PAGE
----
Two months after clinical onset, systemic pruritus was now associated with diffuse and severe scratch skin lesions, despite antihistamine therapy, and blood pressure was still uncontrolled; at this time, the patient was newly admitted to the previous hospital for further study. Her blood analysis revealed creatinine 10.5 mg/dL, urea 137 mg/dL, uric acid 9 mg/dL, phosphorus 5.6 mg/dL and a normochromic normocytic anemia (hemoglobin 10 g/dL). Some viral hepatotropic infections were ruled out (B and C hepatitis serologies were negative for acute or chronic infection) as was HIV infection. The basic urinalysis revealed proteinuria (no quantitatively measured). The chest radiography did not show any relevant findings; the renal ultrasound exhibited only signs of chronic kidney disease – hyperechoic kidneys with diminished corticomedullary differentiation. The echocardiogram presented signs of hypertensive remodeled cardiopathy – left atrial and ventricular dilatation, interventricular septum hypertrophy, but still with preserved ventricular global systolic function – and mild aortic and mitral valvular regurgitation.

According to these findings and considering the hypothesis that the symptoms were due to end-stage chronic kidney disease, her attending nephrologist decided to initiate renal replacement therapy (hemodialysis), which allowed blood pressure control but did not improve systemic pruritus and skin lesions.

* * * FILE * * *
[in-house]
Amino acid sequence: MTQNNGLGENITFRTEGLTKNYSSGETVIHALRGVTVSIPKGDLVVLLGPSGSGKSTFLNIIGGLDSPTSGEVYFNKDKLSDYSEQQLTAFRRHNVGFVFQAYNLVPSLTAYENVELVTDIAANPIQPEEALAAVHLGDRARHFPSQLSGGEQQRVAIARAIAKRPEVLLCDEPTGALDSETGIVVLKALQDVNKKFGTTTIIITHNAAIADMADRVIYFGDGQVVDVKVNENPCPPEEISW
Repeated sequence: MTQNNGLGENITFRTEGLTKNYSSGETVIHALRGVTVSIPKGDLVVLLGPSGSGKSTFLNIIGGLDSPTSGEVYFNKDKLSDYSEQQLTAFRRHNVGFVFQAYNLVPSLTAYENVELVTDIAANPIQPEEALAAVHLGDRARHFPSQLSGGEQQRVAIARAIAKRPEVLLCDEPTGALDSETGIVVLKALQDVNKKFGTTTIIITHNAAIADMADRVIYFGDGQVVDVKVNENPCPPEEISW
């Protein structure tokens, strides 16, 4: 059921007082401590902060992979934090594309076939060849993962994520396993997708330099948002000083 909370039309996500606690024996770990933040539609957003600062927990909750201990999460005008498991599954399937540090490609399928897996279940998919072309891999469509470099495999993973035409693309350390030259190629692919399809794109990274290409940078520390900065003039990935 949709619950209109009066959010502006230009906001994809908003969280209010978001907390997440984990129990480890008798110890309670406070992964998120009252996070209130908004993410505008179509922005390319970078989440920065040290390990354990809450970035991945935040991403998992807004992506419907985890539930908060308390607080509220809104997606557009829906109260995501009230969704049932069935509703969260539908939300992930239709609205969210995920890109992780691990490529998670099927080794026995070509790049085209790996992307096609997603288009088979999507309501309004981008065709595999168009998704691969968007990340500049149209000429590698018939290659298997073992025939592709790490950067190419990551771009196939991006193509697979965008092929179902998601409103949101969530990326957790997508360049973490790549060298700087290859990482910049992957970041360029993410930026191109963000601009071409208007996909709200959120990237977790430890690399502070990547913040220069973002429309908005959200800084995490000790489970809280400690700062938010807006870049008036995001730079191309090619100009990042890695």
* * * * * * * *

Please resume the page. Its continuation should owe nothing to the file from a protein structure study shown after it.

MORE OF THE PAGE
Since further evaluation and treatment were needed, the patient was transferred to our hospital, in Portugal.

Her complaints had begun 3 months ago and were worsening – the pruritus during night time caused insomnia – and the patient reported a weight loss of 6 kg, corresponding to about 10% of her previous body weight.

She denied having previous allergic disease, contact with animals, recent travel or new drugs intake.

At this time, skin examination revealed an exuberant diffuse exanthema, scratch lesions with hemorrhagic spots and xerosis, not sparing any skin area. Cardiac auscultation led to the detection of a systolic heart murmur, more intense at the aortic area.

Our preliminary blood analysis confirmed the anemia – normochromic normocytic but also showed leukocytosis (total white blood cells count: 21640x109/L) with absolute neutrophilia (13010x109/L, 60.1%) and relative plus absolute eosinophilia (6230x109/L, 28.8%), mild elevation of reactive C protein (1.9mg/dL) and lactate dehydrogenase (943 U/L). The white blood cells count remained elevated over time.

Considering the clinical finding of pruriginous skin rash and the presence of eosinophilia, more tests were conducted. In order to exclude drug allergy and all medication was suspended, but that did not result in any modification of complaints or skin appearance.

Microscopic examination of stools and blood did not reveal parasite eggs, cysts or larvae. Criptococcus and hydatid cyst serologic tests were also negative. Nevertheless, considering the false negative rate of these tests and the high clinical suspicion of parasitic infection, albendazole was prescribed, as a therapeutic trial, but that did not result in clinical improvement either.